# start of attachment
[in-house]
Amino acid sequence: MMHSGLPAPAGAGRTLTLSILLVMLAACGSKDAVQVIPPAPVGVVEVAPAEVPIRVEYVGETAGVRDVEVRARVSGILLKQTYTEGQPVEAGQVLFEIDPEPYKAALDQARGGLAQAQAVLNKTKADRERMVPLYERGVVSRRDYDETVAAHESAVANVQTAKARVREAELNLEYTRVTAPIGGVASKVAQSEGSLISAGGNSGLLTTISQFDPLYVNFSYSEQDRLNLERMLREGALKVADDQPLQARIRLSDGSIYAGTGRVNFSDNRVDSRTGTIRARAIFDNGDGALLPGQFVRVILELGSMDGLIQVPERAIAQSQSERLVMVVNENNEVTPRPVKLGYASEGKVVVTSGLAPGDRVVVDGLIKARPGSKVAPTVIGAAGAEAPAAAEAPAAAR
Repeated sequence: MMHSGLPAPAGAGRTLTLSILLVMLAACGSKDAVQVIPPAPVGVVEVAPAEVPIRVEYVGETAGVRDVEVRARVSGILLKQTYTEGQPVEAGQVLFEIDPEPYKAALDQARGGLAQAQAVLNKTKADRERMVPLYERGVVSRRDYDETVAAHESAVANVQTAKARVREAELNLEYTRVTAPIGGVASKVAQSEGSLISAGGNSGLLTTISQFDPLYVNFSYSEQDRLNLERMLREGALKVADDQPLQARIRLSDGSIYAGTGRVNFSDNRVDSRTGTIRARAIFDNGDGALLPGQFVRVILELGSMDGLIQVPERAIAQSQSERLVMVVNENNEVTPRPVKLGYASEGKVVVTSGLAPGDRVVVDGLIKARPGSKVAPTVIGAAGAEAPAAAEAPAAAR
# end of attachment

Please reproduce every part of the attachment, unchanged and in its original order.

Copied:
[in-house]
Amino acid sequence: MMHSGLPAPAGAGRTLTLSILLVMLAACGSKDAVQVIPPAPVGVVEVAPAEVPIRVEYVGETAGVRDVEVRARVSGILLKQTYTEGQPVEAGQVLFEIDPEPYKAALDQARGGLAQAQAVLNKTKADRERMVPLYERGVVSRRDYDETVAAHESAVANVQTAKARVREAELNLEYTRVTAPIGGVASKVAQSEGSLISAGGNSGLLTTISQFDPLYVNFSYSEQDRLNLERMLREGALKVADDQPLQARIRLSDGSIYAGTGRVNFSDNRVDSRTGTIRARAIFDNGDGALLPGQFVRVILELGSMDGLIQVPERAIAQSQSERLVMVVNENNEVTPRPVKLGYASEGKVVVTSGLAPGDRVVVDGLIKARPGSKVAPTVIGAAGAEAPAAAEAPAAAR
Repeated sequence: MMHSGLPAPAGAGRTLTLSILLVMLAACGSKDAVQVIPPAPVGVVEVAPAEVPIRVEYVGETAGVRDVEVRARVSGILLKQTYTEGQPVEAGQVLFEIDPEPYKAALDQARGGLAQAQAVLNKTKADRERMVPLYERGVVSRRDYDETVAAHESAVANVQTAKARVREAELNLEYTRVTAPIGGVASKVAQSEGSLISAGGNSGLLTTISQFDPLYVNFSYSEQDRLNLERMLREGALKVADDQPLQARIRLSDGSIYAGTGRVNFSDNRVDSRTGTIRARAIFDNGDGALLPGQFVRVILELGSMDGLIQVPERAIAQSQSERLVMVVNENNEVTPRPVKLGYASEGKVVVTSGLAPGDRVVVDGLIKARPGSKVAPTVIGAAGAEAPAAAEAPAAAR